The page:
On Google Chrome (Mac, Linux, and nightly builds)

On Google Chrome

As you may have heard, Google is working on a web browser called Chrome. There have been beta versions out for Windows and Linux for some time. The Mac version is still playing catch-up. Because Firefox, the browser I now use, has appeared to get more slow and clunky over time, I figured I would give Chrome a try. My main gripes with Firefox (on the Mac) are the speed, the startup/shutdown time, and the way it keeps eating up memory such that I have to restart it once a day (and consequently wait for it to shut down, then start up again).

I started looking at the Mac version, but (at the time) it was a joke. There were no add-ons and no way to manage your bookmarks. You could bookmark all you wanted, and those links would show up in the menus, but if you ever wanted to edit, move, or remove bookmarks, there was no way to do so. Because I had similar performance issues with my Linux computer at work, I tried forcing myself to use it full-time there, first, because the Linux version was much more feature-complete.

Honestly, I have not looked back. In Linux (and presumably Windows), it’s solid enough and fast enough that I find it a better experience than Firefox. It took me a little while to get the right mix of extensions, but this is what I’ve added to my Chrome installation:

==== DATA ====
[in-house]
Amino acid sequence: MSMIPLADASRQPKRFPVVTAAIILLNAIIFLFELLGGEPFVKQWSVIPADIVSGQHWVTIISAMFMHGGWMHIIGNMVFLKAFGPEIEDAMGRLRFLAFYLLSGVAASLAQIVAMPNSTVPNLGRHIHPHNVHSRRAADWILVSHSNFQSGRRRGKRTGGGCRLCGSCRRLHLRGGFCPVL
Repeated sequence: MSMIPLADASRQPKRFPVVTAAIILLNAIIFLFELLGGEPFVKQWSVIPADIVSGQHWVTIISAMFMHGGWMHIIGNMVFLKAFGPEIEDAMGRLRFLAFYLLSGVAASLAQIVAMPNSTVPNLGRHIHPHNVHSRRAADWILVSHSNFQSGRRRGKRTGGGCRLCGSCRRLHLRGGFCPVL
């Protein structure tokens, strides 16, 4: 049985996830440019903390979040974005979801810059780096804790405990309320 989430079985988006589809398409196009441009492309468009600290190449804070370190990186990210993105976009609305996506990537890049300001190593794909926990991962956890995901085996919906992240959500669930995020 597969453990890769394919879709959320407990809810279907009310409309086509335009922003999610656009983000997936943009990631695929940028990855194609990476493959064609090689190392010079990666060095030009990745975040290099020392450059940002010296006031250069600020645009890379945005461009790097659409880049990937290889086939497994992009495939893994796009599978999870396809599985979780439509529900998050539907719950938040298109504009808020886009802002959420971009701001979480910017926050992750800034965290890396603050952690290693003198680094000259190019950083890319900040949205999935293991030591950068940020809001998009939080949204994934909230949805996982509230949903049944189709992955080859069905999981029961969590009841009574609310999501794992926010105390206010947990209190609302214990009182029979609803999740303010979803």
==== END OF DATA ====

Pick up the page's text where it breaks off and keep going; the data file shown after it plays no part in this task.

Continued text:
• AdSweep for ad blocking. I’m not convinced that this is the best ad blocker out there, as I have not looked at any others yet. All I know is that this was one of the first ad blockers for Chrome and that it performs well enough that I have not needed to look for alternatives.
  • FlashBlock is a click-to-play Flash blocker similar to the one I use under Firefox. This prevents, for instance, YouTube videos and embedded music from auto-starting until I click on them.
  • Google Mail Checker for showing how many email messages I have waiting in my inbox. I only use this under Linux. On the Mac, I have Google Notifier, which better integrates with the operating system (complete with Growl notification).
  • Google Reader Notifier is the same as above, but for Google Reader instead of Gmail.
  • Xmarks Bookmark Sync ensures that all of my bookmarks across all of my computers are synchronized: the Linux box at work, the Mac laptop I shuttle between home and work, the Mac server at home, and the iPhone.  The extension itself is a little bit prone to crashing on Chrome, but does not lose or mangle data, and otherwise works fine.
  • Amazon2Powells adds a link to pages on Amazon to the corresponding product at Powell’s. It lets me browse Amazon, hop on the bus, then buy locally.
  • A modification of Google Reader Minimalistic (based on the original at UserScripts) that tweaks the fonts and layout on Google Reader a little more to my liking than the original version.

I have been happy with Chrome on Linux for about three weeks now. I have been using a nightly Chrome build on the Mac for about two weeks and have been happy with that. In the intervening time, Google release a new developer preview of the Mac (adding extension support), but I am sticking with the nightly build for the following reasons:

  • Although extensions are in both the developer preview and nightly snapshot, bookmark editing is not. Only the nightly has the Bookmark Manager menu item enabled.